PLAINFIELD – The village of Plainfield will be seeking financial reimbursement related to a June 30 train derailment that spilled more than 40,000 gallons of crude oil.
Plainfield Police Chief John Konopek, with assistance from Plainfield Fire Protection District Chief David Riddle, presented the Village Board Monday night with details about the response to the incident and its aftermath.
Mayor Mike Collins said both the police department and fire department kept copious notes on personnel, gasoline and vehicles used in response to the spill, which was a couple of hundred yards from the DuPage River near the village’s downtown core.
“That’s one of the questions we’ve been hearing since the derailment,” Konopek said. “Does the village have to eat the cost? We’ve been keeping records of all our response equipment we used. We will be forwarding that and seeking reimbursement after the after-action meeting.”
That meeting, in which agencies involved in the response will review the incident and what was learned from it, is scheduled for late August. Konopek did not say how much money the agencies are seeking from the federal government or specifics on what was used.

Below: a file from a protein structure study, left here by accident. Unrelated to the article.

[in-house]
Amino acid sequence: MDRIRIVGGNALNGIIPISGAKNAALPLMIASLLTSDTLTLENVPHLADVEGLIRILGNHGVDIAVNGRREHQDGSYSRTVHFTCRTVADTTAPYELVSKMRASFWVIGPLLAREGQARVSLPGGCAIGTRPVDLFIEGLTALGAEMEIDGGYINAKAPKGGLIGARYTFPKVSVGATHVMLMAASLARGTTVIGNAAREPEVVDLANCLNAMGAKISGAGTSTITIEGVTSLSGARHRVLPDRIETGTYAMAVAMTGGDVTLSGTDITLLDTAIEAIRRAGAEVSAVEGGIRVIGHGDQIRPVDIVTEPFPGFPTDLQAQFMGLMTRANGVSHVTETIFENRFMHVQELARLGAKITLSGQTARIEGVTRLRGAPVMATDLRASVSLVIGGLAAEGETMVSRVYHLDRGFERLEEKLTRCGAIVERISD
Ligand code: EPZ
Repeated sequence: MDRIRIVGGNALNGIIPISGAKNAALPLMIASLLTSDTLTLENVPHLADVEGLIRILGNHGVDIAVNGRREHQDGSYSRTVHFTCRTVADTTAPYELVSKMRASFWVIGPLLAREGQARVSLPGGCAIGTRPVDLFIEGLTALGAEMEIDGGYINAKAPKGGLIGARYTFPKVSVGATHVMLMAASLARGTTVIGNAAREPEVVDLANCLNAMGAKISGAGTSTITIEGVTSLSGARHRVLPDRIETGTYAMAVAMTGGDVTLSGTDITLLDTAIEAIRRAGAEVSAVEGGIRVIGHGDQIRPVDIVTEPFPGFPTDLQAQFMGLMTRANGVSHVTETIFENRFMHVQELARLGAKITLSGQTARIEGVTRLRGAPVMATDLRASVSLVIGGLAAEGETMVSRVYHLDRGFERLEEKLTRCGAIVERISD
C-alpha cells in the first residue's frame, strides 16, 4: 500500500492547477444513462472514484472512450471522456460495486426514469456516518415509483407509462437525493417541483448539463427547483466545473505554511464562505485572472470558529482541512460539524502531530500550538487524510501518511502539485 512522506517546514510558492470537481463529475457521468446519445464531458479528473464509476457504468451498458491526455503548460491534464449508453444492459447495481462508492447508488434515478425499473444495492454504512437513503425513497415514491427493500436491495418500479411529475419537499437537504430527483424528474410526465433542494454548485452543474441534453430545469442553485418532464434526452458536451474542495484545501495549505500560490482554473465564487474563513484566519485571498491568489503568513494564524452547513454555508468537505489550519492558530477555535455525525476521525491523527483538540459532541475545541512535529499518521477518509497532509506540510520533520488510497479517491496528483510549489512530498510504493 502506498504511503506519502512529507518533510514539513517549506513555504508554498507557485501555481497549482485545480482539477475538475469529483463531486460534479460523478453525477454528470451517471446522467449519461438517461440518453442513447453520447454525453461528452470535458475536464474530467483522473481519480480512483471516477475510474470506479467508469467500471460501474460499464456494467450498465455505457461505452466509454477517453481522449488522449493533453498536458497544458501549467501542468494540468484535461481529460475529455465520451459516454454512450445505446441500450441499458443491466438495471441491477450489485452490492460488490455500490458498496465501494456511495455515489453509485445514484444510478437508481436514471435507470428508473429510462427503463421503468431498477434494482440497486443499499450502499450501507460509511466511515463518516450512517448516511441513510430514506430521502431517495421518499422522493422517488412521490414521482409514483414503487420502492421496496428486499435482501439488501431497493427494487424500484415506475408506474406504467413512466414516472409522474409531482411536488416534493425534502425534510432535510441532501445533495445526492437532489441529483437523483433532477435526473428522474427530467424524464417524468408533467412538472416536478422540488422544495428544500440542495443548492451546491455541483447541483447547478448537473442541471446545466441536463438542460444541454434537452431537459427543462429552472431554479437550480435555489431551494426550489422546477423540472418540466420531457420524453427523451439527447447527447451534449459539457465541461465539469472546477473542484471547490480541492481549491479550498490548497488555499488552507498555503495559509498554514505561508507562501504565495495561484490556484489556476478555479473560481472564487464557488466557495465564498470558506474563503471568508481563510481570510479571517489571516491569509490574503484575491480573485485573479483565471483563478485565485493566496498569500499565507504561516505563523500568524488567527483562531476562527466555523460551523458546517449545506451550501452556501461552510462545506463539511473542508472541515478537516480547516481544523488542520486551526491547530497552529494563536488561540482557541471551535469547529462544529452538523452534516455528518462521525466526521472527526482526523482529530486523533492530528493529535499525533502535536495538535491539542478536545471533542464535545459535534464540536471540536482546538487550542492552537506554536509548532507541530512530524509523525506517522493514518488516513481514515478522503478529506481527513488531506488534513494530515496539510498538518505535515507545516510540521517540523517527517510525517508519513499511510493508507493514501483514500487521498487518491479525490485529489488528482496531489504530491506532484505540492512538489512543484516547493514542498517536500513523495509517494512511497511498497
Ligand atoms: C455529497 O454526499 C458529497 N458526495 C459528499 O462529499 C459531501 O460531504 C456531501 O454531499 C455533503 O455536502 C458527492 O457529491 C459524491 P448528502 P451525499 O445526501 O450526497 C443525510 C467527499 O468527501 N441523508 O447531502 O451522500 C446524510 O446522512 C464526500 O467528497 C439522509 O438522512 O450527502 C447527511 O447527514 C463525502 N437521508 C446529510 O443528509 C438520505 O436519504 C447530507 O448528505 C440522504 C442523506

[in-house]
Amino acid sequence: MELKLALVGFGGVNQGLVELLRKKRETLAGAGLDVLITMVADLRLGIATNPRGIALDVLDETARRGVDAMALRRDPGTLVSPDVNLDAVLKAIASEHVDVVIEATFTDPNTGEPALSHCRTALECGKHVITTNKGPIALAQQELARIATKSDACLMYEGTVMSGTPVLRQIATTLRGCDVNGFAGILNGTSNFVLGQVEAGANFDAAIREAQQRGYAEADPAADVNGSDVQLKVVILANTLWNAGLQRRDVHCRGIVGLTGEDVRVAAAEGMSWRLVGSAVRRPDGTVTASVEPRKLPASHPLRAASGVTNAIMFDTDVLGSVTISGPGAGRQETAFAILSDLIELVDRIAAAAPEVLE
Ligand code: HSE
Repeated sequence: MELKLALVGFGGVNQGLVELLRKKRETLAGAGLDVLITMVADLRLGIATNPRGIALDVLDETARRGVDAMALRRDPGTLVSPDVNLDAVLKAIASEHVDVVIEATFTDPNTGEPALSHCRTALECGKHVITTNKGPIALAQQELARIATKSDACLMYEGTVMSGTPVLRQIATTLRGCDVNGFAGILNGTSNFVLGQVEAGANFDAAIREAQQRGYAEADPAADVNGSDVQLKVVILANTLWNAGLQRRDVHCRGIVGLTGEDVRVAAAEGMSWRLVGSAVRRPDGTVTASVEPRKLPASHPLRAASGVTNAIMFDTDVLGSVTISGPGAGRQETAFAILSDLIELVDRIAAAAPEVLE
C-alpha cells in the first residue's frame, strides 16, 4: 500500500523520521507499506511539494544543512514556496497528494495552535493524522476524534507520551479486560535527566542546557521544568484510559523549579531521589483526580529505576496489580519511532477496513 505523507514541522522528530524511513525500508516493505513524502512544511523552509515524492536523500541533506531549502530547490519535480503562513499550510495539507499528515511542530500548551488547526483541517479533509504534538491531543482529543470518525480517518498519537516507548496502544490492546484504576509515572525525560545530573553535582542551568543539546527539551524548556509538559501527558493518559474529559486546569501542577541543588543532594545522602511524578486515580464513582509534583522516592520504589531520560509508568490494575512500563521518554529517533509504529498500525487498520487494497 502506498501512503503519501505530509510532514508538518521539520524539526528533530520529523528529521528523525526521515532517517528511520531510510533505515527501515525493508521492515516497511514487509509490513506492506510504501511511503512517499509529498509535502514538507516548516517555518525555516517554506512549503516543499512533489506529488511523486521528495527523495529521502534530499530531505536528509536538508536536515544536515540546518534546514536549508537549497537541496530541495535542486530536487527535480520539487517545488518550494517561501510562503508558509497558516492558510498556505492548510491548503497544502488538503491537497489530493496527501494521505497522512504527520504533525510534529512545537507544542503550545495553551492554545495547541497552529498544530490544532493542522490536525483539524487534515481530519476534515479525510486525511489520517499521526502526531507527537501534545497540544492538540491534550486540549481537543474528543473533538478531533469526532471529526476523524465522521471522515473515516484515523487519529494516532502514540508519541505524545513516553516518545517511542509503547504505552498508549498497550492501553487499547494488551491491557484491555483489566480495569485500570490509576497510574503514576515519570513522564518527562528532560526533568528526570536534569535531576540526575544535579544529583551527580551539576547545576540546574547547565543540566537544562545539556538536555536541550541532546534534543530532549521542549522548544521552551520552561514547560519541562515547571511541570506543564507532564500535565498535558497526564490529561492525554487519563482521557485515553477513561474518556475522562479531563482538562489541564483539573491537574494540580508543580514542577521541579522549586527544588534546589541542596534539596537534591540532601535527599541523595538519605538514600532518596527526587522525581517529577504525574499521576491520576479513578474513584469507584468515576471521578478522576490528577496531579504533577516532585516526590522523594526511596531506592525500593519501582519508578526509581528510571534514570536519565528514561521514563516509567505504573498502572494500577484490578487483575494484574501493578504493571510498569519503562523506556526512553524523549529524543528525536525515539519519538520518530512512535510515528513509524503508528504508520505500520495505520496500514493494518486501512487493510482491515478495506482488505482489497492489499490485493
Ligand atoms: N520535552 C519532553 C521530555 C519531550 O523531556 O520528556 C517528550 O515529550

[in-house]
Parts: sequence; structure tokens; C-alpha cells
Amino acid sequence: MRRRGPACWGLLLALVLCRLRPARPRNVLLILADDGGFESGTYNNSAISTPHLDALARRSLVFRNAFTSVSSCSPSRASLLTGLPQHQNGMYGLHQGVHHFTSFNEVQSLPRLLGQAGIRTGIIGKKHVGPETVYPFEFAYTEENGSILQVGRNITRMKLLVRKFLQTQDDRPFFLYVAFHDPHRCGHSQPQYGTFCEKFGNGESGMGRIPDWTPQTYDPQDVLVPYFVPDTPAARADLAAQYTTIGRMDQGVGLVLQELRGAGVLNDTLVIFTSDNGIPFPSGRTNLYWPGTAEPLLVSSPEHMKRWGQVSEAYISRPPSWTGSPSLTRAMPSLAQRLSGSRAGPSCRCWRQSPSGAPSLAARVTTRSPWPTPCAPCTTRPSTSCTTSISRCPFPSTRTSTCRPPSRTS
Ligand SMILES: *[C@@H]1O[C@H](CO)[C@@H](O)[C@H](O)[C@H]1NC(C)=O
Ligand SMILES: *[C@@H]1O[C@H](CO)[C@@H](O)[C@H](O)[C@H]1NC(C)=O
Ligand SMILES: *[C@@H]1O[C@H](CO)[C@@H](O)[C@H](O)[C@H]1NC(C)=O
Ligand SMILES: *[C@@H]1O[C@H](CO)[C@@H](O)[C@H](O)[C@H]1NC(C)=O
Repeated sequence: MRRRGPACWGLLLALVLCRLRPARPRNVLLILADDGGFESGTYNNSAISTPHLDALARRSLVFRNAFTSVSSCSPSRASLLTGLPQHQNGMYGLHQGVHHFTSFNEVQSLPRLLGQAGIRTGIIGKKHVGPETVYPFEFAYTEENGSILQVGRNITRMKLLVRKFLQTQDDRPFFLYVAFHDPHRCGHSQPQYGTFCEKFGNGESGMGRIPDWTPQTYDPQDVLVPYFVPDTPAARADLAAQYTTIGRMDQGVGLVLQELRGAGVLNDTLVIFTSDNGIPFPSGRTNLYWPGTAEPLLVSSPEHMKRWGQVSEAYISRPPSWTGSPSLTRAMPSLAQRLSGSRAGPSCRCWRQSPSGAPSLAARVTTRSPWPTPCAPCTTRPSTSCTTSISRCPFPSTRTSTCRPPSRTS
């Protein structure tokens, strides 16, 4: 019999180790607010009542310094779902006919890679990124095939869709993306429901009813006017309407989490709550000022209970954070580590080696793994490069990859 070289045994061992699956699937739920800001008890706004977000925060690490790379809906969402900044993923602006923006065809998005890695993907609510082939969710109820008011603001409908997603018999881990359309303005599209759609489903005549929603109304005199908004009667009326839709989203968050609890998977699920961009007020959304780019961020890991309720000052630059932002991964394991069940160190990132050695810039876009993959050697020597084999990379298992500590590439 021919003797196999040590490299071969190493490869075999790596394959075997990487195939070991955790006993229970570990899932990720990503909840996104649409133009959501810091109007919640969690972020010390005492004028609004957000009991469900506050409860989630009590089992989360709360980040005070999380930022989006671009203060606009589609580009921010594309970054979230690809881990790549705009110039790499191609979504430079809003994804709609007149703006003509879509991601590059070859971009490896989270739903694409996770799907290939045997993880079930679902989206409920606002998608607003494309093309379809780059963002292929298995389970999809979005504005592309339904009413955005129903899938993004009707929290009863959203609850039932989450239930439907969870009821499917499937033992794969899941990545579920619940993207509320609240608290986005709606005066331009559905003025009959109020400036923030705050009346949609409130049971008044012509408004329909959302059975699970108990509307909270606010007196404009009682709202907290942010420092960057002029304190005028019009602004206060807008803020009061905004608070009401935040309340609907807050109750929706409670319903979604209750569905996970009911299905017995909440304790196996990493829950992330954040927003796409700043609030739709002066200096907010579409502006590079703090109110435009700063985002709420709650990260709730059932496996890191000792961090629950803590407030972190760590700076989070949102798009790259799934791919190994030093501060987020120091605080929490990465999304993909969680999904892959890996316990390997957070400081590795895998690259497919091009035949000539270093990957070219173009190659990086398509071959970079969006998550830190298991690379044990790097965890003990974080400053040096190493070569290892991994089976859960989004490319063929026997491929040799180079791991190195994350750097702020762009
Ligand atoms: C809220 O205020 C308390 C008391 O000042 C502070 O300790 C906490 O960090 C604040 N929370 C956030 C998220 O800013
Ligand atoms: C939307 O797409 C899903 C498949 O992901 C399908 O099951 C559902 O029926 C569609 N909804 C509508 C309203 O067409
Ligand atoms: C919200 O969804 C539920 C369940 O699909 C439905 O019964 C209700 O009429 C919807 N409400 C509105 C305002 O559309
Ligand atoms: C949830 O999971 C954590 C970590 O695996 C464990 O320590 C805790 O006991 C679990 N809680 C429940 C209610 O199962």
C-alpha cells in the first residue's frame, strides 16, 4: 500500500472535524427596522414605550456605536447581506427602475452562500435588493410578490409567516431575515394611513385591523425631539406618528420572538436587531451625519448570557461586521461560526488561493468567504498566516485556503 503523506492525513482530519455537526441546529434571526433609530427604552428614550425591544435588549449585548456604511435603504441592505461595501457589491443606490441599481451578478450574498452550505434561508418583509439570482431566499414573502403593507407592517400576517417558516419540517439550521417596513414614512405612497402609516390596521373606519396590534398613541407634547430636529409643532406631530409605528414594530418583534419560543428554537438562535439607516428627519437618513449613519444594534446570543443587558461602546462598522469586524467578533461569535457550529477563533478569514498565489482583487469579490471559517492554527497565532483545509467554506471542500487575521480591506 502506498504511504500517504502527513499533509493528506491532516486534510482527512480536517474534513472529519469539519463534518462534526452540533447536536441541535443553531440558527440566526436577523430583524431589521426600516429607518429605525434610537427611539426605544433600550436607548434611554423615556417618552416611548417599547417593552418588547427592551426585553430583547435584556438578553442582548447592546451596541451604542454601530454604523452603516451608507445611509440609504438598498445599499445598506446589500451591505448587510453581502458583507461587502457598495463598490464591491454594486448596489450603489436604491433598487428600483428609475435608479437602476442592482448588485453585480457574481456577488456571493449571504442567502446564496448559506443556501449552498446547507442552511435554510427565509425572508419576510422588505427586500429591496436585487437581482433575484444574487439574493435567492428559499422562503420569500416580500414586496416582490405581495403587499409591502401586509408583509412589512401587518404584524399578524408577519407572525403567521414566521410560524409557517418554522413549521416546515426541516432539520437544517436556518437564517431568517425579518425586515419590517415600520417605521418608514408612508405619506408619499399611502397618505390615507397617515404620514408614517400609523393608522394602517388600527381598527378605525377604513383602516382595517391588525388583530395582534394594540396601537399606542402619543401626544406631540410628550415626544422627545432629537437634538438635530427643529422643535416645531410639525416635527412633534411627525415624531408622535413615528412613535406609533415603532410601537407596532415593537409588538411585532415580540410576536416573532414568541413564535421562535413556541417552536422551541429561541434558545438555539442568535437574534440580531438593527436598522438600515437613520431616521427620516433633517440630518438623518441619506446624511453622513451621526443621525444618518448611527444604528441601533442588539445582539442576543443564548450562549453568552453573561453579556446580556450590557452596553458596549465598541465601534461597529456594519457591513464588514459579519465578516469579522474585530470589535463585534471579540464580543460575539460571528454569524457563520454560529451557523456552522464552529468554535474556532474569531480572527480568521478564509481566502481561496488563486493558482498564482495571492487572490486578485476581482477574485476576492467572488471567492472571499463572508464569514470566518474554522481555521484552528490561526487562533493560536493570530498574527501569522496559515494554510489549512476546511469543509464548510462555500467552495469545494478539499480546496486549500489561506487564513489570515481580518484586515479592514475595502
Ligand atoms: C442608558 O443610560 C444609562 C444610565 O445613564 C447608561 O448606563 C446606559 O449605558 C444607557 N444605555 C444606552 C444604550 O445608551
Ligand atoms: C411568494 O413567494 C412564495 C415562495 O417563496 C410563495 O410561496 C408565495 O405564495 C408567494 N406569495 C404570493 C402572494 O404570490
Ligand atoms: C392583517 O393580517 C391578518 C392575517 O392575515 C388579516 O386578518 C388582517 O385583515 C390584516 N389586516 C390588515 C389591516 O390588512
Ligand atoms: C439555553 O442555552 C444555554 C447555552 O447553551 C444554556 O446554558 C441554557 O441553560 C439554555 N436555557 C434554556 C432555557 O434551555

It is still not publicly known what caused the derailment. That question was asked Monday by Trustee Bill Lamb of Konopek. It has been previously reported by The Herald-News that the Federal Railroad Administration is expected to release its investigation report Oct. 1.
Konopek and Riddle also detailed their response and teamwork after being dispatched to the scene. An immediate “Raptor Level II” call for mutual aid was made. More than 40 local, state and federal agencies responded within two hours.
Naper-Plainfield Road, Route 126, Center Street and Lockport Street were all closed.
“With the exception of Route 59, our village was effectively cut in half by the remainder of the train cars,” Konopek said.
But they didn’t automatically know what the substance was.
“When we show up and see this, it could be anything from anhydrous ammonia, to grain, to crude oil,” Konopek said. “So we don’t know what we’re dealing with and we don’t know if we’re going to have to evacuate areas.”
That led to some confusion. The police department took to social media to squash rumors when it was learned there was no immediate threat.
The crude oil was not as unstable or likely to catch fire as Bakken crude, Konopek said, but it still would have caught fire if it came in contact with an ignition source.
“If it had to happen, this was the best spot. Six blocks either way you have residential areas, a couple hundred yards we have the DuPage River,” Konopek said. “If it would have derailed in either one of those locations, you would truly have an environmental disaster.”